Some cases of the United States bringing in a refugee population I think have been admirable. For example the United States letting 60,000 ethnic Nepalese move to the country after they were kicked out of Bhutan, the country famous for creating the “Gross Happiness index”. You can read this article from the Guardian while keeping that in mind – “Gross national happiness in Bhutan: the big idea from a tiny state that could change the world, Bhutan measures prosperity by gauging its citizens’ happiness levels, not the GDP. Now its ideas are attracting interest at the UN climate change conference in Doha”. Sort of makes you think hmm with the context of expelling a large chunk of their population. Or maybe the expulsion of the Nepalese made them more happy (What the asjfjsvdfsdsrwq!fs)? The Nepalese community so far it seems has been doing ok in the USA.
Thinking about the Bhutanese and the Nepalese reminds me of the experiences between the Greeks and Turks. Greece and Turkey seem to have worked better together after their population exchanges . The Island of Cyprus is still divided and that does not looked to be solved soon. Sometimes it seems or more than just sometimes forces seems to pull groups apart rather together. The issues around why the ethnic Nepalese were kicked out of Bhutan in the first place, democracy, integration of outsiders successful or not cause and the effects of events and there ramifications has a lot to do with something I have been saying which is the decisions that are made don’t happen in vacuum.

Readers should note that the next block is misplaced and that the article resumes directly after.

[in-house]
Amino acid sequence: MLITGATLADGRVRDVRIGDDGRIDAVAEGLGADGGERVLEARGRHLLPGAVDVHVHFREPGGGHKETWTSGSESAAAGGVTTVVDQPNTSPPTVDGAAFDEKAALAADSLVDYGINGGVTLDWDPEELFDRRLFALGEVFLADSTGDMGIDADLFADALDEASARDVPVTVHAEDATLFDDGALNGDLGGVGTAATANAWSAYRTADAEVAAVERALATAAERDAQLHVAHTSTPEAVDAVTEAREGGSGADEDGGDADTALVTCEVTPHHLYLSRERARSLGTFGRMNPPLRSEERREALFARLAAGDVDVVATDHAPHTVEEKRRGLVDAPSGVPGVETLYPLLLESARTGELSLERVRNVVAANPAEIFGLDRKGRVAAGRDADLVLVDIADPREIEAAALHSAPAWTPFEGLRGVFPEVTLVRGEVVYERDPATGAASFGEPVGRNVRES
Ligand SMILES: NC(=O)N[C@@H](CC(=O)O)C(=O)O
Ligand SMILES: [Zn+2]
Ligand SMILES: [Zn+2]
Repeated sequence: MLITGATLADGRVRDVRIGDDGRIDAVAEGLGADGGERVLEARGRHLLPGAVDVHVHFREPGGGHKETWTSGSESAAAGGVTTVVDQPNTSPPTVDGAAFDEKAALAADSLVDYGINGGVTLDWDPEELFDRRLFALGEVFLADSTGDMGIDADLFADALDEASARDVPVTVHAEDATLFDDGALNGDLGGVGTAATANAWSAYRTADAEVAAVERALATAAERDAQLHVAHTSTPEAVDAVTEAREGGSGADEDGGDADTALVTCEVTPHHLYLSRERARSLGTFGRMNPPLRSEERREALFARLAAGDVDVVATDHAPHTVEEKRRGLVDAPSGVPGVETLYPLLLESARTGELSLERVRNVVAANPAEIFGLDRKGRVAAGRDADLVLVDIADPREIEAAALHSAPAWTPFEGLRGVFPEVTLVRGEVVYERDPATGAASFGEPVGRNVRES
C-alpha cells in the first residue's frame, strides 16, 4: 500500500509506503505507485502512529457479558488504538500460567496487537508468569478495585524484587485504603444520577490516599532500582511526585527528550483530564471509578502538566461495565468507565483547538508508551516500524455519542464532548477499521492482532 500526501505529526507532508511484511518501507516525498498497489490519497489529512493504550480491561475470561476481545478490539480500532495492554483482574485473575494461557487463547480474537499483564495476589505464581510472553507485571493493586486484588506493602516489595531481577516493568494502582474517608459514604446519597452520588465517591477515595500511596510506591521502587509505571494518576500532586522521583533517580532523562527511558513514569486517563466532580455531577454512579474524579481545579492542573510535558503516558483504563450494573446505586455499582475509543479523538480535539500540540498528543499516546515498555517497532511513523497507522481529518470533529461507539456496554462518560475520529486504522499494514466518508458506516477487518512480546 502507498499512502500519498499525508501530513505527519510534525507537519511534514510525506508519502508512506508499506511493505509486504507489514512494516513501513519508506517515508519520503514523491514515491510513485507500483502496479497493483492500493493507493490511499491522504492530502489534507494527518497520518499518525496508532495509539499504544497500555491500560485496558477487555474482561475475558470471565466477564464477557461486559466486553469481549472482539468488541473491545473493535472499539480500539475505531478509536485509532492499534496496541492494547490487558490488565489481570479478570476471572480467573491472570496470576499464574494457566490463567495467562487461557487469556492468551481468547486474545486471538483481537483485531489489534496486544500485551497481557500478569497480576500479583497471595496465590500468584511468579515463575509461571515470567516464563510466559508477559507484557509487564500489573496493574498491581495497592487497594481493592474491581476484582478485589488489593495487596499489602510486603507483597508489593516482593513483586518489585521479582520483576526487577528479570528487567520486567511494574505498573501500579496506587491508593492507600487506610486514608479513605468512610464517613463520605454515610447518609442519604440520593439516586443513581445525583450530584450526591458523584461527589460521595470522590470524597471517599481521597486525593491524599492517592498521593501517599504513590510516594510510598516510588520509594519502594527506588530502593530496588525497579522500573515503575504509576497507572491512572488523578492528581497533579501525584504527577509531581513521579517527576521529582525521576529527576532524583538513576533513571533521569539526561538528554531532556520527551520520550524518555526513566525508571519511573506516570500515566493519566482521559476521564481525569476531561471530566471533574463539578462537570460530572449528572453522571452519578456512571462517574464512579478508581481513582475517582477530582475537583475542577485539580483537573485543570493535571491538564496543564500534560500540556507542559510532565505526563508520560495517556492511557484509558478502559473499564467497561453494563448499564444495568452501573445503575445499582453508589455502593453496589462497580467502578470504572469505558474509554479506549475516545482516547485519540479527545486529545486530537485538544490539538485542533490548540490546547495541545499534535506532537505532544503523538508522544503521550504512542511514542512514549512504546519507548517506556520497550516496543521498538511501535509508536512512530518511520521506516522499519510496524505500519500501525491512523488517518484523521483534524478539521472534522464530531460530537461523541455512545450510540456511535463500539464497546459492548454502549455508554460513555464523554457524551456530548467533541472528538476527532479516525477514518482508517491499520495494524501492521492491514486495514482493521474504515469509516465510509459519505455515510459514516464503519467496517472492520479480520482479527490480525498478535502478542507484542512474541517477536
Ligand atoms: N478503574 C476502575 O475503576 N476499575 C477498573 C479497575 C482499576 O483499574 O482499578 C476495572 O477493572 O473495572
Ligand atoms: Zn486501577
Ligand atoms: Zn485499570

The Film Exodus staring Paul Newman about Refugees from Europe in the Middle East. :
I guess some people from the last film got displaced and end up in the film Deadline staring Christoper Walken. Refugees made Refugees from the Refugees from Europe from in the last movie. How often do people mistake Lebanon for Disneyland?:
Events on one side of the world can have far reaching repercussions on other parts of the world. This is true with the events and refugees in the last two clips in particular. Issues surrounding this today causes controversy in places like Austin, Texas where I live today. This is from an event at the University of Texas last year. In this context could you call the Pro-Palestinian student protester an anti-refugee activist?
Sometimes there are a lot of unintended consequences with moving people around.
Friend: Yeah, I think it’s a bit more complicated than they make it out to be. Syrian pound went up 20% after Bashar took power though. Stayed relatively flat, except for conflict with Israel in 2006, but of course it completely tanked in more recent years. I’ve been watching Cuba too. I think Cuba is probably the safest bet out of all of them.
Trevor: Maybe the spike in the Syrian Pound pre war can be a warning about how events can change rapidly. Actually interesting to think just about that in particular because it shot up because Bashar was viewed as a relatively good guy in the region. An eye doctor who spent a lot of time in the UK. I don’t think the analogy of betting on the Chinese currency around the same time as China was reforming is great because I don’t think you would of made money (Looking this up it seems to be very TRUE). China along with many developing countries aggressively hold down the value of their currency as a way of making their exports more competitive. I think real estate could be a very good proxy for betting on a country’s economic growth. But buying North Korean property is probably a little difficult. Trading currencies are for short term trading gambling on a country’s central bank policies and trade flows. Not investing in my opinion. Just some thoughts….